I was watching a program on TLC about space junk. Apparently radioactive payloads have been going into space at least some 26 years before the shuttle explosion. And it's also reentered the atmosphere a couple times.

A Russian craft used plutonium to keep its avionics warm. Bound for Mars, it fumbled on takeoff and wound up stuck in low earth orbit. It circled Earth a few times and reentered the atmosphere. The Russians claim it landed (harmlessly...) in the pacific ocean.

A Pu laden US experiment from the 60's called SNAP 9A was part of a malfunctioning Navy spacecraft that said oops and sprayed itself throughout the atmosphere. It was said that everyone now carries a small quantity of plutonium in them due to this event.
Which was interesting but a bit weird. I can think of a couple ways Pu can bridge a generation, but the show didn't go into it. NASA claims SNAP burnt up in the upper atmosphere, "as designed", and said nothing about mass plutonium poisoning. Intriguing!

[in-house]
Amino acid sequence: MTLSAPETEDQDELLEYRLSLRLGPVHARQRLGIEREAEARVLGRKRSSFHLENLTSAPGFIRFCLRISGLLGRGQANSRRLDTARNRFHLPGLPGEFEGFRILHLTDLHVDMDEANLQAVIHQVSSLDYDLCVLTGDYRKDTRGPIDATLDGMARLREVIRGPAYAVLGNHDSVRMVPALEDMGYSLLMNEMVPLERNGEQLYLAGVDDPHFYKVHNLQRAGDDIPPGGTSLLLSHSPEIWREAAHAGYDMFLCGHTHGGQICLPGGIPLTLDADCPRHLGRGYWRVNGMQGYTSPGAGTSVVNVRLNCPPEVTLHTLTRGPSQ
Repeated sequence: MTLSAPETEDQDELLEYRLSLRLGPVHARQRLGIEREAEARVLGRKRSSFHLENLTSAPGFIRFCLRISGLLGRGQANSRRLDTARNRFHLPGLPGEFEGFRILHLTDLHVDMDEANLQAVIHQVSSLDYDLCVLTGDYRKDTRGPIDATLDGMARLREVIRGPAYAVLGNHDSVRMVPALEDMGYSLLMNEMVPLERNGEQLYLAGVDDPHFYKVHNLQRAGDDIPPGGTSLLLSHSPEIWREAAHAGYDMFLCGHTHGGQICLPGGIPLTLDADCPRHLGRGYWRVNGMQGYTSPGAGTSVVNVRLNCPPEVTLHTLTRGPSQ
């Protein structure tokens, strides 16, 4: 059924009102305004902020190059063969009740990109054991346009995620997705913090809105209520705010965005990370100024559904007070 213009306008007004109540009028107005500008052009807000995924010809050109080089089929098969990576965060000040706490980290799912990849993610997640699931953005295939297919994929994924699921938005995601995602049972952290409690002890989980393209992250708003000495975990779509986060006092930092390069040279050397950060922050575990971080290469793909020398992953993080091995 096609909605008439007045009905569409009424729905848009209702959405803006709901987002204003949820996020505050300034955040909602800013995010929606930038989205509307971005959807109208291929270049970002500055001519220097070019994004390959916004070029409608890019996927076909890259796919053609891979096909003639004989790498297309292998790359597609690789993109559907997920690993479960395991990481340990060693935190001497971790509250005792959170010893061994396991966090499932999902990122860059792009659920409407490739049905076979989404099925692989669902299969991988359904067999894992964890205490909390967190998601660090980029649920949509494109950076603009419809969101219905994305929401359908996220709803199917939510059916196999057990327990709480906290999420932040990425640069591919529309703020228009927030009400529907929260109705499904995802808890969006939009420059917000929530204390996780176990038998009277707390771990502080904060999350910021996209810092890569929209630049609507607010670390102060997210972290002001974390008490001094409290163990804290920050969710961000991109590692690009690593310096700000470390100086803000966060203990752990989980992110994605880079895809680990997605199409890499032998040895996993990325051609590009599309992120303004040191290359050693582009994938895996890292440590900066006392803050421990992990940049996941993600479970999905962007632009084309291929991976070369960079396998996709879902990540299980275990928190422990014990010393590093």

NASA has launched 38 of these RTG's (radioisotope thermoelectric generators) so far. Here's another one:

"An experimental nuclear reactor power system, the SNAP 10A which used thermoelectric power conversion, was launched by the United States in 1965 and worked satisfactorily for 43 days until shut down. It is now in a very high orbit where it will remain for hundreds of years." ---nasa.gov
Neat. I hope they put a "Plutonium On Board!!!" placard in it's rear window, to warn off future space travelers from Earth or otherwise.

The modern US probe Cassini carries around 72 pounds of plutonium. In August of 1999 it performed a gravity assist swingby in order to speed it's quest to Saturn. It flew within 725 miles of Earth, and (according to NASA) would have vaporized 32-34% of the Pu into the atmosphere if it accidentally reentered. That's around 25 pounds of plutonium. Originally it was to fly within 312 miles of Earth, but the figure quickly grew due to public outcry.

A space show on TLC (Didn't get the title, clicked in halfway through)